Saturday, October 3, 2015

Fall TV 2015, Week Two: The John Stamos v. Rob Lowe Eternal Youth Showdown

The second week of fall TV presented a slight improvement over the first. This year's new shows may not represent TV living life to the fullest, but at least all of this week's shows have a pulse. (Even if not all of the characters do.)

Read on to get the beats per minute.

Grandfathered / The Grinder

Grandfathered and The Grinder are a sharp pairing on Fox’s part; they have similar sensibilities, likely play to a similar crowd, and in their first week, actually got the exact same rating (1.5). They also had similar weaknesses in their pilots; they’re both half-hour sitcoms with fairly involved premises that required their first episodes to cover a lot of ground very quickly, leading to stories and relationships that felt a bit thin. Luckily for both shows, the best part of both their pilots were the casts’ chemistry and their comedic sensibilities, two things that generally do hold over—and improve—from the first episode. Todd VanDerWerff said that at this year’s TCAs, there were Grandfathered people and there were Grinder people, and I’m probably a Grandfathered person, but it really comes down to the cast and concept that works best for you personally. (Paget Brewster 4 lyfe!) These are two potentially strong comedies, on a network that has turned into a surprising home for strong comedies.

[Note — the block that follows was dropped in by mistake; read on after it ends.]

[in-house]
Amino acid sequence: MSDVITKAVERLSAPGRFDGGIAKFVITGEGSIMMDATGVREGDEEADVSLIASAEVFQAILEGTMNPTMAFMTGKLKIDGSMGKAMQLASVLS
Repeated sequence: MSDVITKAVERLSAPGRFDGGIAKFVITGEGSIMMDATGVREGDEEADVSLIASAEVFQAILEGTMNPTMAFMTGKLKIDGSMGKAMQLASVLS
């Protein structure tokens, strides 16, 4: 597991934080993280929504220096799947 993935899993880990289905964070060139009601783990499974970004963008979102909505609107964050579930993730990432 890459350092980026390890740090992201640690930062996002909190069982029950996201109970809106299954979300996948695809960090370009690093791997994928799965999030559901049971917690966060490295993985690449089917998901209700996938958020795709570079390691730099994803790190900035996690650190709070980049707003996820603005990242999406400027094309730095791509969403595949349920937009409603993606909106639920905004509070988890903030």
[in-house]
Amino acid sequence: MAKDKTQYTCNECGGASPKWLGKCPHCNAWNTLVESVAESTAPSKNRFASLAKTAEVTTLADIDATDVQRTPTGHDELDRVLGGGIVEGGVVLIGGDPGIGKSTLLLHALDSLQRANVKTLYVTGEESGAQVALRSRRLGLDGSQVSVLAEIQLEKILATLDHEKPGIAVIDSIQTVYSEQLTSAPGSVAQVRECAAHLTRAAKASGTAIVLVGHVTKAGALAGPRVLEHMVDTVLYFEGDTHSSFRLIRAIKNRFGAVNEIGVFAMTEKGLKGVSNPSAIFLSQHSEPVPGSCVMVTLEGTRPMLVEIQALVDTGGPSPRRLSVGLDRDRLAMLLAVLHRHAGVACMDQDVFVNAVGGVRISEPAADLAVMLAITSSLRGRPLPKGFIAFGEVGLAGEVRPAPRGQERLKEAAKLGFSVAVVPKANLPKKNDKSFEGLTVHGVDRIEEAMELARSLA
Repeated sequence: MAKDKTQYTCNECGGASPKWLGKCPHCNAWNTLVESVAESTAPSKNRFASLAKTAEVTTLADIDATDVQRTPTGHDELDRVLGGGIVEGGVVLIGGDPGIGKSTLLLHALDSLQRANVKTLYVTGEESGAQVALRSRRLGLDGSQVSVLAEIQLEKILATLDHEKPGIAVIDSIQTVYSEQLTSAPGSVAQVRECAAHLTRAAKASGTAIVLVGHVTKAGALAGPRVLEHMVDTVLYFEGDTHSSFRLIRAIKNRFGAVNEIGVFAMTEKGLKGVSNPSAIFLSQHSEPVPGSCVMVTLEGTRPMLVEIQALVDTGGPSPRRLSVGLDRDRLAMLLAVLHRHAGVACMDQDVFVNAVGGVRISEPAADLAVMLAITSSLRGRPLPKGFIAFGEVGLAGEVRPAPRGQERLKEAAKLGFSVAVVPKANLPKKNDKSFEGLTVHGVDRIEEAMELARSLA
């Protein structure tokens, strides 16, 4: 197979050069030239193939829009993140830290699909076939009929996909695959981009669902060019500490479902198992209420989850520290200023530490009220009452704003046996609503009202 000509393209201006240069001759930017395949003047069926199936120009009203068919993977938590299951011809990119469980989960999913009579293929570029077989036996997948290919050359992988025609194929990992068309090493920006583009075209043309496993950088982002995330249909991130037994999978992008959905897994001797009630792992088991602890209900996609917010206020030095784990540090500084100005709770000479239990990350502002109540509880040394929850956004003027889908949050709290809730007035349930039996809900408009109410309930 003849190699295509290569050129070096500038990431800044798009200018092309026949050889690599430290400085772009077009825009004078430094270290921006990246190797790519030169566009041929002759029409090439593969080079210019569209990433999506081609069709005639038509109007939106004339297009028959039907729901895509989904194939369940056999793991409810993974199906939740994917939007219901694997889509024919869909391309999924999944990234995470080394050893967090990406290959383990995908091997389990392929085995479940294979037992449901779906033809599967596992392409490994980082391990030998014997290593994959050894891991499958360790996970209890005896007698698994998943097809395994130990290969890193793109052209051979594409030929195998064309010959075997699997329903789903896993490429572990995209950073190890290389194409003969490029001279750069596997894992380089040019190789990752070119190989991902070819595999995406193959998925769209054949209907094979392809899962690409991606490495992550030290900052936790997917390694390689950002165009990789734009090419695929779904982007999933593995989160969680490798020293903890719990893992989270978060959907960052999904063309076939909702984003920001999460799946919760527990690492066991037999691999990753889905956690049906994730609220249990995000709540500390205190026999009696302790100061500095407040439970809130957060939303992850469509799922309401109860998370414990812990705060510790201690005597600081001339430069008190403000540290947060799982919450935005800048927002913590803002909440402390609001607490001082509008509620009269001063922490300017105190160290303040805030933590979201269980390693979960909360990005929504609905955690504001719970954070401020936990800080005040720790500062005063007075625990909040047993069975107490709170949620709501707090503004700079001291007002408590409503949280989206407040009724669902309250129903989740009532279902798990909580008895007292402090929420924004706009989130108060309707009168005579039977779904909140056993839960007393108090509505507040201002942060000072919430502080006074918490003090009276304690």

Code Black

Code Black basically is ER. The only elaboration on ER’s concept is that, instead of being set in an emergency room, Code Black is set in a super emergency emergency room, one that goes into critical we-have-no-more-resources mode pretty much every day. Code Black is not an original show. More or less every story beat in the pilot is something that you’ve seen on ER, or House, or even Scrubs, often with a great deal more subtlety or style. (If you see the whole birth/death delivery-room/emergency-room dichotomy in the first episode, you’re probably not looking at a very subtle show.) That said, Code Black has several strong players in its ensemble, and while the narrative tools it wields may be blunt instruments, they can still be effective. I even teared up once. God help me.

Dr. Ken

The major problem with Dr. Ken is that it’s not funny. There are other issues—none of the characters are very well defined, which in turn makes the show not so much low-concept as no-concept—but those can be, and often are, overcome with time, as a show works out its kinks. A total lack of comedic sensibility presents a less surmountable obstacle. But others may see it differently. Dr. Ken is kind of a throw-back to the 90s sitcoms of yore, and if the premiere ratings are any indication, that’s something that’s appealing to people, right now. If that’s what tickles your funny bone, have at.

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